After the fall of the former Lords Appellant, effected during the first session of the Parliament of 1397 (Sept.), Spencer, like many other royal servants, received a share of their confiscated lands and goods. In October he was granted the free chapel of Shrawardine in Shropshire, forfeited by the earl of Arundel, four months later being formally presented by the King as warden there; and then, in February 1398, he obtained Arundel’s wood at Wellington, worth 20 marks p.a. Spencer’s interests in Shropshire were further increased that May when an annual rent of £12, payable into the Exchequer by the heirs of Nicholas, Lord Audley, for the manor of Ford, was given to him for life.3 At the same time he also set about acquiring landed interests in East Anglia: in April Richard II’s nephew, the earl of Kent, had interceded with the treasurer of the Exchequer on his behalf to secure the wardship of estates in Norfolk and Middlesex which had belonged to the late Sir William Marche, as well as the marriage of his heir. But although Spencer subsequently accounted for the issues of Marche’s lands in Norfolk from July 1397 until October 1399, he claimed that he never had possession of those in Middlesex nor had profited from the marriage of the heir, who had died meanwhile. In April 1399 he once more prepared to accompany Richard II to Ireland. He was still closely associated with John Carp and, when the latter died intestate in the following year, it was he who administered his estate.4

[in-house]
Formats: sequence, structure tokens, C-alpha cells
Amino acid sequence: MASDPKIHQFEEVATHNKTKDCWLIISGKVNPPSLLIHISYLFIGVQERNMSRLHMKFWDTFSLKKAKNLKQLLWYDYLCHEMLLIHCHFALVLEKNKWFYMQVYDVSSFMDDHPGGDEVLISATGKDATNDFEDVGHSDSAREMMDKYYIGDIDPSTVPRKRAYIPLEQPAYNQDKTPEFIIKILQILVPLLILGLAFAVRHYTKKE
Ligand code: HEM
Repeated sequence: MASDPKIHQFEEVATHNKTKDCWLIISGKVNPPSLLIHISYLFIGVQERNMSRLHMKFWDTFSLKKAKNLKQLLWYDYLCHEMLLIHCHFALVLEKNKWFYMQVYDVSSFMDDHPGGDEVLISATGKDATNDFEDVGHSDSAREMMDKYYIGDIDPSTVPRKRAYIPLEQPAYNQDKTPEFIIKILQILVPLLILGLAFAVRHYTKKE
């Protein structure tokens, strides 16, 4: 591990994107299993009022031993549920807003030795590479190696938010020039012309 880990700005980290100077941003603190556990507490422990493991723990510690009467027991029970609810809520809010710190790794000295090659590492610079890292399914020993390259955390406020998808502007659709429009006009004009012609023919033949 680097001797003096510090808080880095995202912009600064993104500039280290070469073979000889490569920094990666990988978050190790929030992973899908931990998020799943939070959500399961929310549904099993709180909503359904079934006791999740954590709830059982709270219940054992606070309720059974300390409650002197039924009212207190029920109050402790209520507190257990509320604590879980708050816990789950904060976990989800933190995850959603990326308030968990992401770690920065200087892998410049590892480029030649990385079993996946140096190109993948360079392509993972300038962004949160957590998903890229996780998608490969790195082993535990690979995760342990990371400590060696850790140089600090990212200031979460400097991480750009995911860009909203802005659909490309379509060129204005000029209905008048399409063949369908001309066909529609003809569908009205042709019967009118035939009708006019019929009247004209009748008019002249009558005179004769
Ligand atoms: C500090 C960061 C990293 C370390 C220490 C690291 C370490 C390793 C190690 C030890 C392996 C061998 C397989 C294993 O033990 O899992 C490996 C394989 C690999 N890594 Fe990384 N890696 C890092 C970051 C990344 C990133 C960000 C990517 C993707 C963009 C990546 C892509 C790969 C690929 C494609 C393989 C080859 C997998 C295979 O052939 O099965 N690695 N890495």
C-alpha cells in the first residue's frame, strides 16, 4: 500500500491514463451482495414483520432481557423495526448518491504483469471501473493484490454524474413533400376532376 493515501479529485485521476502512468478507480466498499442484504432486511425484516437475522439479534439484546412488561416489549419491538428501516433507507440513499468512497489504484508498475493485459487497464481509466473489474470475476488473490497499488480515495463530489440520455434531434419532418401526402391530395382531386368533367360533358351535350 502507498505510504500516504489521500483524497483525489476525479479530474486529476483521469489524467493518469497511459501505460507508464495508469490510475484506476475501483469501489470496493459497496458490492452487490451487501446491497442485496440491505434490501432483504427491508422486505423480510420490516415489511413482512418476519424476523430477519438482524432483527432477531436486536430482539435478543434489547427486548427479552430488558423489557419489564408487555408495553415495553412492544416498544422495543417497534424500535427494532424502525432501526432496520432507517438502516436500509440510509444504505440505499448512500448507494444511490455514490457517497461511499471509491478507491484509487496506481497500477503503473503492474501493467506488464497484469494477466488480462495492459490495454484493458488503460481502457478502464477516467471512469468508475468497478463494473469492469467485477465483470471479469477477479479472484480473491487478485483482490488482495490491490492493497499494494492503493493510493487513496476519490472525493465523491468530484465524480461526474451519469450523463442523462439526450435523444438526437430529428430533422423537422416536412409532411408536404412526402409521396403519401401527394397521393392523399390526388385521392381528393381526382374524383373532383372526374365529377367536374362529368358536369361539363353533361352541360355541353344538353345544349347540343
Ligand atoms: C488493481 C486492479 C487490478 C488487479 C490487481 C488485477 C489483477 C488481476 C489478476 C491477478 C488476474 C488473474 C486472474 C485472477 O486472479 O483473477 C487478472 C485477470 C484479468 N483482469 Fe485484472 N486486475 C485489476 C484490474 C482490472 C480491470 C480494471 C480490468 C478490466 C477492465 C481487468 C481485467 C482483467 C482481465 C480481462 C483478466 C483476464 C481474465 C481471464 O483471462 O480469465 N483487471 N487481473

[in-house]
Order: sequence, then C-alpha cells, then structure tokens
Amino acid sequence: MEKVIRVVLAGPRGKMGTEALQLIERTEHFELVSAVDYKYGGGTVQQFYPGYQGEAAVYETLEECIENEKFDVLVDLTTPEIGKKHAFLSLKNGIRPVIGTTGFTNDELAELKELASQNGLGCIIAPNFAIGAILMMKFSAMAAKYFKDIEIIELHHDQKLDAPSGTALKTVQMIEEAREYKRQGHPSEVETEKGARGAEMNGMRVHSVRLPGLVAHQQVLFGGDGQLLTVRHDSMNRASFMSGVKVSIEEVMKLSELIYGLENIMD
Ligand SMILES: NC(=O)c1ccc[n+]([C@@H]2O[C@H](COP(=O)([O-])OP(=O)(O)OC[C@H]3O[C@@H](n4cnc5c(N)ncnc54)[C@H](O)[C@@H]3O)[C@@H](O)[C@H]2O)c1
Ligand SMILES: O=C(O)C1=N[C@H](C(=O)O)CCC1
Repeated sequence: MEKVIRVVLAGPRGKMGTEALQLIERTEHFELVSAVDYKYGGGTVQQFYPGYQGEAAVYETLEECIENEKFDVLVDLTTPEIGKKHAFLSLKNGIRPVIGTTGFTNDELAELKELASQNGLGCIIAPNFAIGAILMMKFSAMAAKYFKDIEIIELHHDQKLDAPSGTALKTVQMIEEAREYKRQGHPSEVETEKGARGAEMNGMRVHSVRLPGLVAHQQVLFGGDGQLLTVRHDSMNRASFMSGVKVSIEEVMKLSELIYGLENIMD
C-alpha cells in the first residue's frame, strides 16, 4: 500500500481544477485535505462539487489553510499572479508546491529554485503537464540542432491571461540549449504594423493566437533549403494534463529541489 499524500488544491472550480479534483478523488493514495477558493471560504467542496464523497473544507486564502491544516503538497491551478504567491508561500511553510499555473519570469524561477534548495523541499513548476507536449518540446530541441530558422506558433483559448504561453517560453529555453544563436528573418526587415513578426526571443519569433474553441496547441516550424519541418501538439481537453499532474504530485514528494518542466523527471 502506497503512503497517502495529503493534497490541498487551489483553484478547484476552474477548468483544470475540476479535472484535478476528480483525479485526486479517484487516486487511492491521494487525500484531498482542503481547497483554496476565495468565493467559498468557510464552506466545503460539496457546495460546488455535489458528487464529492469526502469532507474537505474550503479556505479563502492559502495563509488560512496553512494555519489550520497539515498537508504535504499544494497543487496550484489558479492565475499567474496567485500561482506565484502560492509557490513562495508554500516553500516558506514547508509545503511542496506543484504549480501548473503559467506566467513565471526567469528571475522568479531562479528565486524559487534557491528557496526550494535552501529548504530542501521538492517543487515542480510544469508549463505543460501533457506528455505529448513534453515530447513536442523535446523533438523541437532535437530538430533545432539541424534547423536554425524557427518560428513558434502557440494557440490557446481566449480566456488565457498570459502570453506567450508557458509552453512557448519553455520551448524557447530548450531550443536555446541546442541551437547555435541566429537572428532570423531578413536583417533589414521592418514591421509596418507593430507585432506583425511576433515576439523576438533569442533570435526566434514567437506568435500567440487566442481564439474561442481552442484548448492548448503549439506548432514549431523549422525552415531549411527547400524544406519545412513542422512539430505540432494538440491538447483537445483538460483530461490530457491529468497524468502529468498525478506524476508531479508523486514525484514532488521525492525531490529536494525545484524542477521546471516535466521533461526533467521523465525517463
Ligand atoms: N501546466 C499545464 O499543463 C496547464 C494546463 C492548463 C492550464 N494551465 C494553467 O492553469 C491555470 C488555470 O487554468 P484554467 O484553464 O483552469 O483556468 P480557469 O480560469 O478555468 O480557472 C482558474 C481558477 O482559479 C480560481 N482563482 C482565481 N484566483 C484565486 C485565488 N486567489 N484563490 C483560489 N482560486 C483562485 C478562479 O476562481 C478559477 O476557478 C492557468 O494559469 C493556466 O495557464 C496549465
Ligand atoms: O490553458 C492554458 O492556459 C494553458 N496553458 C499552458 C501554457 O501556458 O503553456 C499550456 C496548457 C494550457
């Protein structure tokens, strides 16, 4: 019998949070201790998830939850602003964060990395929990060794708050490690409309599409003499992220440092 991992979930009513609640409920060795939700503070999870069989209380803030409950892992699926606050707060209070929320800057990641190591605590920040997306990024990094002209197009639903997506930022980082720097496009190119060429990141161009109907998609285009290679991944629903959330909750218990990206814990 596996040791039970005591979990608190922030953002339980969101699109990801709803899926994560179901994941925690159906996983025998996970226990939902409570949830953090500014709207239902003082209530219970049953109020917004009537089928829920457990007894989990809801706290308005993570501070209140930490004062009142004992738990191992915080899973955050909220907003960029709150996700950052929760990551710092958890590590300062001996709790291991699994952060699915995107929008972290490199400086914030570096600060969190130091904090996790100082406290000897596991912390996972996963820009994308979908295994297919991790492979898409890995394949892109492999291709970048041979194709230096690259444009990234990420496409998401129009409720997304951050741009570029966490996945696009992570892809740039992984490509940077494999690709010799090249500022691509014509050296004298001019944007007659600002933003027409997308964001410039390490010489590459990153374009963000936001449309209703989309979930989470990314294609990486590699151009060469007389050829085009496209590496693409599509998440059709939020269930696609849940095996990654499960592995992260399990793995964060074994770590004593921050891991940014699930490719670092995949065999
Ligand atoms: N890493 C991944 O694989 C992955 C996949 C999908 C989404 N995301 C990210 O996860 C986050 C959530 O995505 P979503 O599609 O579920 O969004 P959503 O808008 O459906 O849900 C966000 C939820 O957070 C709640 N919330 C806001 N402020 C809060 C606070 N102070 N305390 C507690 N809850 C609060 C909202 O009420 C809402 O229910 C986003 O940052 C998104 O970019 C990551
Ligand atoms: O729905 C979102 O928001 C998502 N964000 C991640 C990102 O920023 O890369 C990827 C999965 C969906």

The usurpation of Henry IV brought in its wake measures which cannot have been to Spencer’s financial advantage. One such was the reversal of the forfeitures of 1397, resulting in his loss of Shrawardine chapel and the wood at Wellington. But the new King could not readily dispense with the services of experienced administrators, even if they had been members of Richard II’s household. Accordingly, on 12 Nov. 1399 Spencer’s annuity of £5 and his £12 p.a. rent from Ford were given royal confirmation, and in the following March he was granted 20 marks yearly at the Exchequer for life, in lieu of the annuity granted him in 1396.5 In neither of these letters patent was Spencer described as ‘clerk’ or ‘King’s clerk’, and it would appear that the deposition of his former sovereign had coincided with a personal decision to abandon the quest for preferment in the Church in favour of a new role as landowner and esquire. This he was to achieve through marriage to a wealthy widow. Spencer’s match with Katherine Burgate probably took place before May 1401, when he was party to a suit brought by the parson of Stonham Aspall, one of the executors of the will of Robert Stonham, her former husband. The full extent of Katherine’s dower lands is unclear, but it is known that in 1409 she and Spencer made a quitclaim to Sir Edmund Thorpe* and his wife of a manor in Stonham Aspall, and that six years later they settled on Robert Stonham* (Katherine’s son) ‘Stonham’s’ in Rattlesden, another manor in Suffolk. From her father, Sir William Burgate, Katherine inherited in 1409 a moiety of the manor of Burgate and lands at Mellis, Thrandeston, Yaxley, Thornham, Gislingham and Rickinghall in the same part of the county, all of which were entailed in 1415 on her issue, with remainder to her nephew, William Rookwood of Stanningfield. Previously, Spencer had also acquired the manor of ‘Haringby’ and property in Stokesby and Runham near Great Yarmouth in Norfolk, perhaps owing these, too, to his marriage.6 Meanwhile, he had purchased other valuable estates in Norfolk: in 1402 he had been described as ‘lord of the town of Banham’ when he obtained royal confirmation of a charter of 1338 granting an earlier lord a market and fair there. Of the four manors in Banham—Banham itself, ‘Marshalls’, ‘Greys’ and ‘Beckhall’—he took possession of three and a moiety of the fourth, although for a few years he had to pay a pension to the former owners, Joan, widow of Sir Thomas Felton KG, and Sibyl Felton, abbess of Barking.7